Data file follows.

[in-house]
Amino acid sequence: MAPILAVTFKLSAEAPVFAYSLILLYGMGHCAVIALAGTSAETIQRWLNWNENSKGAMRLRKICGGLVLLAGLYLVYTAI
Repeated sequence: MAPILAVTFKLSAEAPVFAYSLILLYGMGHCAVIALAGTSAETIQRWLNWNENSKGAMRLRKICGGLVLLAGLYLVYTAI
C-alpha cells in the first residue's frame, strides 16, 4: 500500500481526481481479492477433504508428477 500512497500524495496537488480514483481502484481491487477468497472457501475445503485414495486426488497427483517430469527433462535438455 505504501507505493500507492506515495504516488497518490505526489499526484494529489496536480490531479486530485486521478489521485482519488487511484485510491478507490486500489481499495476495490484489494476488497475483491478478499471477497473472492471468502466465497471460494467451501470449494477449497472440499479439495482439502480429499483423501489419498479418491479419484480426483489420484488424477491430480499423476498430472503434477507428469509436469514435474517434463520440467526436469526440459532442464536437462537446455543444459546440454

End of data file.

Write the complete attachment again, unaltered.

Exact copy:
[in-house]
Amino acid sequence: MAPILAVTFKLSAEAPVFAYSLILLYGMGHCAVIALAGTSAETIQRWLNWNENSKGAMRLRKICGGLVLLAGLYLVYTAI
Repeated sequence: MAPILAVTFKLSAEAPVFAYSLILLYGMGHCAVIALAGTSAETIQRWLNWNENSKGAMRLRKICGGLVLLAGLYLVYTAI
C-alpha cells in the first residue's frame, strides 16, 4: 500500500481526481481479492477433504508428477 500512497500524495496537488480514483481502484481491487477468497472457501475445503485414495486426488497427483517430469527433462535438455 505504501507505493500507492506515495504516488497518490505526489499526484494529489496536480490531479486530485486521478489521485482519488487511484485510491478507490486500489481499495476495490484489494476488497475483491478478499471477497473472492471468502466465497471460494467451501470449494477449497472440499479439495482439502480429499483423501489419498479418491479419484480426483489420484488424477491430480499423476498430472503434477507428469509436469514435474517434463520440467526436469526440459532442464536437462537446455543444459546440454